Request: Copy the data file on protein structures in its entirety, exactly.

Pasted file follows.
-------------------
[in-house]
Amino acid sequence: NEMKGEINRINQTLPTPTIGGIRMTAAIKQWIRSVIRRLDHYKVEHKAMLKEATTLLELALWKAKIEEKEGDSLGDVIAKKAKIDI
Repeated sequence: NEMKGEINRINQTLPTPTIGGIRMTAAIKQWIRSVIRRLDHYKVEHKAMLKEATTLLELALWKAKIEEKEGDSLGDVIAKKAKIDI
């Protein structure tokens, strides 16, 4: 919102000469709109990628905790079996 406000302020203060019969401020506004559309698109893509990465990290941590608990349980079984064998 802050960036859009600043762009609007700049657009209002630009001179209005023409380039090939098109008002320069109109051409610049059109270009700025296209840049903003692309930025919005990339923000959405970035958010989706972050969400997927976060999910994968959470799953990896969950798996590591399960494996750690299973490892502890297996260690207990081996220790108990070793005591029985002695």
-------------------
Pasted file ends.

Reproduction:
[in-house]
Amino acid sequence: NEMKGEINRINQTLPTPTIGGIRMTAAIKQWIRSVIRRLDHYKVEHKAMLKEATTLLELALWKAKIEEKEGDSLGDVIAKKAKIDI
Repeated sequence: NEMKGEINRINQTLPTPTIGGIRMTAAIKQWIRSVIRRLDHYKVEHKAMLKEATTLLELALWKAKIEEKEGDSLGDVIAKKAKIDI
């Protein structure tokens, strides 16, 4: 919102000469709109990628905790079996 406000302020203060019969401020506004559309698109893509990465990290941590608990349980079984064998 802050960036859009600043762009609007700049657009209002630009001179209005023409380039090939098109008002320069109109051409610049059109270009700025296209840049903003692309930025919005990339923000959405970035958010989706972050969400997927976060999910994968959470799953990896969950798996590591399960494996750690299973490892502890297996260690207990081996220790108990070793005591029985002695």